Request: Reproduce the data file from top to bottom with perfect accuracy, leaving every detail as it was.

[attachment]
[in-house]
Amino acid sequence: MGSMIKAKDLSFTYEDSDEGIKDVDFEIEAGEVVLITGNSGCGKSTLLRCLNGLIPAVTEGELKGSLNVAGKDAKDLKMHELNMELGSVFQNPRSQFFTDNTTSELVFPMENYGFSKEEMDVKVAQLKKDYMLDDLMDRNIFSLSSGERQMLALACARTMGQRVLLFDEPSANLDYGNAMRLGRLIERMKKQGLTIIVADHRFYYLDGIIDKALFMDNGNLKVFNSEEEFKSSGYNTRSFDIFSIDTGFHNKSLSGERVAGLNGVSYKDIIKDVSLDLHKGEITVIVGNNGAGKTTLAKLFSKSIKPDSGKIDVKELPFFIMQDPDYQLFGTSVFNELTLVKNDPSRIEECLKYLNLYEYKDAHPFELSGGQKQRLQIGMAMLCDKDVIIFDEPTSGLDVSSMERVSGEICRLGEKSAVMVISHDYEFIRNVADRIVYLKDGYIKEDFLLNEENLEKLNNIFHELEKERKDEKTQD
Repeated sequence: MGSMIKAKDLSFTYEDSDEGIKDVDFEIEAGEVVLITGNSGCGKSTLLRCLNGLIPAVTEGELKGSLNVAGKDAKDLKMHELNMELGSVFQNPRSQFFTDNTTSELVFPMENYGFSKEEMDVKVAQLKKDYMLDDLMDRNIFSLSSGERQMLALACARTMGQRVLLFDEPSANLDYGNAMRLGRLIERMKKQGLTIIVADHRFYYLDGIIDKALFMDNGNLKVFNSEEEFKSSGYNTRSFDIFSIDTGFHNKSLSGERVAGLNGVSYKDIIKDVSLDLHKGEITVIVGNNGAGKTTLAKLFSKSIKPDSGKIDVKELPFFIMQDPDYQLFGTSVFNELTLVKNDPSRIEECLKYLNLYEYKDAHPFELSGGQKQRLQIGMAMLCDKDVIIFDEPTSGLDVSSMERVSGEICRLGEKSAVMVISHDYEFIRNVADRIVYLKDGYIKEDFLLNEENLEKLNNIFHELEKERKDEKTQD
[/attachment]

[in-house]
Amino acid sequence: MGSMIKAKDLSFTYEDSDEGIKDVDFEIEAGEVVLITGNSGCGKSTLLRCLNGLIPAVTEGELKGSLNVAGKDAKDLKMHELNMELGSVFQNPRSQFFTDNTTSELVFPMENYGFSKEEMDVKVAQLKKDYMLDDLMDRNIFSLSSGERQMLALACARTMGQRVLLFDEPSANLDYGNAMRLGRLIERMKKQGLTIIVADHRFYYLDGIIDKALFMDNGNLKVFNSEEEFKSSGYNTRSFDIFSIDTGFHNKSLSGERVAGLNGVSYKDIIKDVSLDLHKGEITVIVGNNGAGKTTLAKLFSKSIKPDSGKIDVKELPFFIMQDPDYQLFGTSVFNELTLVKNDPSRIEECLKYLNLYEYKDAHPFELSGGQKQRLQIGMAMLCDKDVIIFDEPTSGLDVSSMERVSGEICRLGEKSAVMVISHDYEFIRNVADRIVYLKDGYIKEDFLLNEENLEKLNNIFHELEKERKDEKTQD
Repeated sequence: MGSMIKAKDLSFTYEDSDEGIKDVDFEIEAGEVVLITGNSGCGKSTLLRCLNGLIPAVTEGELKGSLNVAGKDAKDLKMHELNMELGSVFQNPRSQFFTDNTTSELVFPMENYGFSKEEMDVKVAQLKKDYMLDDLMDRNIFSLSSGERQMLALACARTMGQRVLLFDEPSANLDYGNAMRLGRLIERMKKQGLTIIVADHRFYYLDGIIDKALFMDNGNLKVFNSEEEFKSSGYNTRSFDIFSIDTGFHNKSLSGERVAGLNGVSYKDIIKDVSLDLHKGEITVIVGNNGAGKTTLAKLFSKSIKPDSGKIDVKELPFFIMQDPDYQLFGTSVFNELTLVKNDPSRIEECLKYLNLYEYKDAHPFELSGGQKQRLQIGMAMLCDKDVIIFDEPTSGLDVSSMERVSGEICRLGEKSAVMVISHDYEFIRNVADRIVYLKDGYIKEDFLLNEENLEKLNNIFHELEKERKDEKTQD